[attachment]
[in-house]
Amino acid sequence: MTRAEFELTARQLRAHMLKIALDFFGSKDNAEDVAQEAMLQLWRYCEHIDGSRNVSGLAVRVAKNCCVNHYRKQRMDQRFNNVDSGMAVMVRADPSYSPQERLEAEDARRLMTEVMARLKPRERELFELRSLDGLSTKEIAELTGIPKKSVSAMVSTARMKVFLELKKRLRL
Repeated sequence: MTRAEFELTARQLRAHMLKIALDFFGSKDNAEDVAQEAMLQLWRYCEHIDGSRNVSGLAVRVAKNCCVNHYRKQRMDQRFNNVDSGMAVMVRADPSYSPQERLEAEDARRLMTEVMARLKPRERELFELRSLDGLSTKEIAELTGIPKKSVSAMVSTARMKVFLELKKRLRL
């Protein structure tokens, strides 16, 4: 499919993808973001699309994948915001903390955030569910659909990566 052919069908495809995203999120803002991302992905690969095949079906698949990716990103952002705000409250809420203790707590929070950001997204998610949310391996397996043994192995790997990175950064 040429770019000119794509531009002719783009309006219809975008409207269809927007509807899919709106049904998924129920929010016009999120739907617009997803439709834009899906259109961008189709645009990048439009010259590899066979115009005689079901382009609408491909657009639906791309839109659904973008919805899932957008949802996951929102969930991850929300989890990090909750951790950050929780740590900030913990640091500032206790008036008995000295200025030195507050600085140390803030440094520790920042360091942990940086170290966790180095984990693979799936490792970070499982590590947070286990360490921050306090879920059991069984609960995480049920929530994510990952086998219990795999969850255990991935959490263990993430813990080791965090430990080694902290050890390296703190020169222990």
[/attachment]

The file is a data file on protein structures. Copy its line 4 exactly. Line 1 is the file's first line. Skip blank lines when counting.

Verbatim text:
């Protein structure tokens, strides 16, 4: 499919993808973001699309994948915001903390955030569910659909990566 052919069908495809995203999120803002991302992905690969095949079906698949990716990103952002705000409250809420203790707590929070950001997204998610949310391996397996043994192995790997990175950064 040429770019000119794509531009002719783009309006219809975008409207269809927007509807899919709106049904998924129920929010016009999120739907617009997803439709834009899906259109961008189709645009990048439009010259590899066979115009005689079901382009609408491909657009639906791309839109659904973008919805899932957008949802996951929102969930991850929300989890990090909750951790950050929780740590900030913990640091500032206790008036008995000295200025030195507050600085140390803030440094520790920042360091942990940086170290966790180095984990693979799936490792970070499982590590947070286990360490921050306090879920059991069984609960995480049920929530994510990952086998219990795999969850255990991935959490263990993430813990080791965090430990080694902290050890390296703190020169222990």